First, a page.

This section discusses manned missions that are (almost) certain to happen in the next 30 years or so. The main elements of this vision are the following:
• The completion and operation of the ISS
• The resumption of manned exploration of the moon
• A manned mission to Mars
Despite a measure of age-induced cynicism regarding these objectives, I nevertheless have a reasonable level of confidence that they will happen. There does seem to be a degree of momentum behind these objectives, particularly with the January 2004 declaration by the incumbent U.S.
president of a new "Vision for Space Exploration''. There are other signs as well, such as the retirement of the Space Shuttle fleet in around 2010. The Space Shuttle has been the workhorse of the U.S. space program since its first flight in 1981, and its retirement may at first seem to be a negative development. However, this will actually force changes in the U.S. space program, and encourage a wide-ranging rethink of future objectives and how they can be achieved. This new vision appears to be having a reinvigorating effect on the space program as a whole.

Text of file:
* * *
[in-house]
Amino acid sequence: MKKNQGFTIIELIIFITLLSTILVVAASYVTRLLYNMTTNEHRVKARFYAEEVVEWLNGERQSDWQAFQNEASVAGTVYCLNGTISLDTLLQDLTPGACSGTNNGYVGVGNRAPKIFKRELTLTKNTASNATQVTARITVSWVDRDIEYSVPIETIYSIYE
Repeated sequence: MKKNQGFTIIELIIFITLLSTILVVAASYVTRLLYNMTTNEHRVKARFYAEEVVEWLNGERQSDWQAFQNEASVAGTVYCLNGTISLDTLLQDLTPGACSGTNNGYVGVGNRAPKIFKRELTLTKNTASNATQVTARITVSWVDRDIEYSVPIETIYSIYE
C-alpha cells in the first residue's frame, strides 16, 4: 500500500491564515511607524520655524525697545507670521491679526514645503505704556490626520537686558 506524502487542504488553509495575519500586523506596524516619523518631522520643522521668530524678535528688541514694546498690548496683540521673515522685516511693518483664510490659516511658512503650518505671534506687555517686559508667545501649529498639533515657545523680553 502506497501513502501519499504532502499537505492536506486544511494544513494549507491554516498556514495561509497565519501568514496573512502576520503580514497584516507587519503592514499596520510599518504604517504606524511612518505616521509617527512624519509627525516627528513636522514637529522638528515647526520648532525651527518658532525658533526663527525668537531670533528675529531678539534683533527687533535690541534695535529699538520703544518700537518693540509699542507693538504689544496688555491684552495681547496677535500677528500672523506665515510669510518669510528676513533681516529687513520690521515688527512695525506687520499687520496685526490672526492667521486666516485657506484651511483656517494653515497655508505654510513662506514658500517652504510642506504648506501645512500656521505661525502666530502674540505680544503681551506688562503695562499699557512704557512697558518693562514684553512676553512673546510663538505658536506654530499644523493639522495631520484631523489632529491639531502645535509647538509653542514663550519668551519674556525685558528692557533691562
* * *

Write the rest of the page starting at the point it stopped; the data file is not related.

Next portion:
The other main issue is the huge cost of the projects listed above. As such, we can reasonably question the viability of pursuing these goals. In the days of the Apollo moon landings, the huge financial burden was justified by a political motive. But today, in the absence of the Cold War and the political competition that it created, it is reasonable to ask—What can justify and motivate nations and taxpayers to spend huge amounts of money returning to the Moon or going to Mars? It is easy to get immersed in the exciting technical aspects of this vision for the future, but there is no easy answer to this question, to which we will return later.
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